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Transdermal delivery of ketorolac tromethamine: permeation enhancement, device design, and pharmacokinetics in healthy humans.
  • S. Roy, E. Manoukian
  • Engineering, Chemistry
    Journal of pharmaceutical sciences
  • 1 October 1995
Transdermal delivery of ketorolac tromethamine, a potent non-narcotic analgesic, through human skin in vitro and in vivo was investigated and the permeability of ket orolac through various membranes such as a microporous membrane and pressure-sensitive adhesive was evaluated.
Permeability of ketorolac acid and its ester analogs (prodrug) through human cadaver skin.
KDAE appeared to be a better ester prodrug than KEE because it exhibited relatively higher skin flux and faster enzymatic hydrolysis by human serum to liberate the parent drug.
Absorption of transdermally delivered ketorolac acid in humans.
An excellent correlation between the in vitro steady-state skin flux and the area under the curve of in vivo plasma drug concentration versus time was observed for all the three formulations studied.
Glycolysis in dog skeletal muscle.
Permeability of pure enantiomers of ketorolac through human cadaver skin.
An excellent agreement between the predicted and experimental flux ratio of the racemic compound and enantiomers in the EVA membrane and cadaver skin was observed and the IPA/water/IPM (50:50:1.5) provided the highest in vitro skin flux of the S enantiomer among the three vehicle formulations studied.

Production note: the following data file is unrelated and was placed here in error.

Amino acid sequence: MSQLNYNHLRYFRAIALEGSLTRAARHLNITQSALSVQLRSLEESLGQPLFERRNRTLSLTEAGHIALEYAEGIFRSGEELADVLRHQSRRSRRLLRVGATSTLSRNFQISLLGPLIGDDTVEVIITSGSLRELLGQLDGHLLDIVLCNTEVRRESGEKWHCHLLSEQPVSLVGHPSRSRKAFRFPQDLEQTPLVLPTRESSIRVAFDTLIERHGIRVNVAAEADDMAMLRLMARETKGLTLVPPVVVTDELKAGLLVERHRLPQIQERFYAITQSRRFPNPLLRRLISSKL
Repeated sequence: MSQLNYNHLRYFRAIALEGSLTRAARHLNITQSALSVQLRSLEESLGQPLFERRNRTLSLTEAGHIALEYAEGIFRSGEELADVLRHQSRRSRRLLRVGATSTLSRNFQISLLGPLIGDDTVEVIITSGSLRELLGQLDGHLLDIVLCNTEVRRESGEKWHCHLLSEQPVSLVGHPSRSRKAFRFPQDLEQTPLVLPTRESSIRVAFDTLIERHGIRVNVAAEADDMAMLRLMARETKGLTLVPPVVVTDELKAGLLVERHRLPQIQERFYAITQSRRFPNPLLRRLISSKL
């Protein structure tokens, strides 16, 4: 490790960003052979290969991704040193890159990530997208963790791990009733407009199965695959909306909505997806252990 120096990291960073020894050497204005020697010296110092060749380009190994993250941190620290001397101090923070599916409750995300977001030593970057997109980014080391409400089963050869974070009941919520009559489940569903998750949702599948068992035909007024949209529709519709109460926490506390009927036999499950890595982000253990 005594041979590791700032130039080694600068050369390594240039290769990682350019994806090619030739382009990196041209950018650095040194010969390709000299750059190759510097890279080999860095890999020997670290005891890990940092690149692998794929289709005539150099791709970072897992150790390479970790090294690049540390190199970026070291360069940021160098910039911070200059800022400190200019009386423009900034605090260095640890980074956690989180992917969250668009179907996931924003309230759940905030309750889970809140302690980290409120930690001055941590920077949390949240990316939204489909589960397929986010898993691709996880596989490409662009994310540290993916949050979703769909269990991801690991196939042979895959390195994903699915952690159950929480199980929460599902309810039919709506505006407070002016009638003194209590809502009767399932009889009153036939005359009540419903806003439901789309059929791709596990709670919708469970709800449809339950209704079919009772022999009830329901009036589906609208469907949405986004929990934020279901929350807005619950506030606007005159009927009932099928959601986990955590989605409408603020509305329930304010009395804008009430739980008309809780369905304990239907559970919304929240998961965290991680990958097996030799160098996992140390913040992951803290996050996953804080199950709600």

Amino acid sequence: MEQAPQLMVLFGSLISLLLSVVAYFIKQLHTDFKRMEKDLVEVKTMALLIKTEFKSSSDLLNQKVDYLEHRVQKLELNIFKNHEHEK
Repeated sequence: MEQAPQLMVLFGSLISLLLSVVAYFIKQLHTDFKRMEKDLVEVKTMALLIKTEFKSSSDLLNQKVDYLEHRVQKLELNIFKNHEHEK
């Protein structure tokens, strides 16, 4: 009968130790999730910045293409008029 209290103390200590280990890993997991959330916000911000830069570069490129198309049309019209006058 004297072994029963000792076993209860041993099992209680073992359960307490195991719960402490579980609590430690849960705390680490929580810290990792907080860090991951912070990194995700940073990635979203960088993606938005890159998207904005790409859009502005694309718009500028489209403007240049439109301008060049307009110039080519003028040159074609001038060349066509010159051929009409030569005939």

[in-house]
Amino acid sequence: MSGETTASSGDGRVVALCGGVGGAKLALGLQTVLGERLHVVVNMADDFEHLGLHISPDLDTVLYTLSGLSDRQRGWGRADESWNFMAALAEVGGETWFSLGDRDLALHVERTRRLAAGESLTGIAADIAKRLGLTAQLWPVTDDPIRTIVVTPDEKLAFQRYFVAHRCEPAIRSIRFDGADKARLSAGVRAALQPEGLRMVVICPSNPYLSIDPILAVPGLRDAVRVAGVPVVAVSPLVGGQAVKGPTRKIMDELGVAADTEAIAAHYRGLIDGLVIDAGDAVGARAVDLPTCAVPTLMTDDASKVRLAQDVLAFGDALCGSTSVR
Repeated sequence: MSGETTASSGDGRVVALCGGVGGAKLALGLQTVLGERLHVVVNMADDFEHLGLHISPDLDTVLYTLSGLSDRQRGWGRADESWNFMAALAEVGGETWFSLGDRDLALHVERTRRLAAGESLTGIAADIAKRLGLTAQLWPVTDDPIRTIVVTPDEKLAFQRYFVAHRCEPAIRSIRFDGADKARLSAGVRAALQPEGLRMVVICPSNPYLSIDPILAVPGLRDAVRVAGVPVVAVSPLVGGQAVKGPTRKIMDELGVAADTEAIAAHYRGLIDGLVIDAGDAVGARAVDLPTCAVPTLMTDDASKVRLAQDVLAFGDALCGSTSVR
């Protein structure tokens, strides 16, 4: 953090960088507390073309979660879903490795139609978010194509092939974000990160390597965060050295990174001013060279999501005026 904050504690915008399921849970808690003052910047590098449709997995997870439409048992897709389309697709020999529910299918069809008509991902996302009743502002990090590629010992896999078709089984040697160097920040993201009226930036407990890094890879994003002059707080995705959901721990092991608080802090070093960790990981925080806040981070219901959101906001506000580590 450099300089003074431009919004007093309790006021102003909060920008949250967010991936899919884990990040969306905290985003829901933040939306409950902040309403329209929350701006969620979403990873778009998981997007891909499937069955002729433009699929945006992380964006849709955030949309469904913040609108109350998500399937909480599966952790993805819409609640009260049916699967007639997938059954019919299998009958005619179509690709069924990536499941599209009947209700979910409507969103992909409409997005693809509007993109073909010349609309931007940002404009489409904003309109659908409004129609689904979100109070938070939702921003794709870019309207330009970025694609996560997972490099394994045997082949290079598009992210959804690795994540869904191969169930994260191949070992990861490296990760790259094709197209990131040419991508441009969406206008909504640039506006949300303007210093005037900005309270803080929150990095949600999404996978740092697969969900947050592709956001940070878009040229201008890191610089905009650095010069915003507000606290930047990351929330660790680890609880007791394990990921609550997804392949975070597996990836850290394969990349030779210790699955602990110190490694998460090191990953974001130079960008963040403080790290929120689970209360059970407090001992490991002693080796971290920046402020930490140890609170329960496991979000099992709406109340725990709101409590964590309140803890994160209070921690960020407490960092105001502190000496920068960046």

Micellar Solubilization of Timobesone Acetate in Aqueous and Aqueous Propylene Glycol Solutions of Nonionic Surfactants
The micellar solubilization of timobesone acetate, a novel topical corticosteroid, was studied in aqueously and aqueous propylene glycol solutions of 1 to 5% nonionic surfactants at 25°C and the results support the equilibrium distribution model of micellars solubility.
The enzymatic microestimation of inosine, adenosine and inosinic acid.
Release of Lonapalene from Two-Phase Emulsion-Type Ointment Systems
The in vitro release of lonapalene, a novel nonsteroidal antipsoriatic agent, was studied from two-phase emulsion-type ointment systems into a perfect sink of propylene carbonate at 32°C to investigate the effects of the initial concentration, saturation level, and volume fraction of the internal phase.
The Enzymatic Microestimation of Urea
This enzymatic method permits the estimation of urea in as little as one microliter of serum and avoids the disadvantages inherent in color reactions such as nesslerization etc.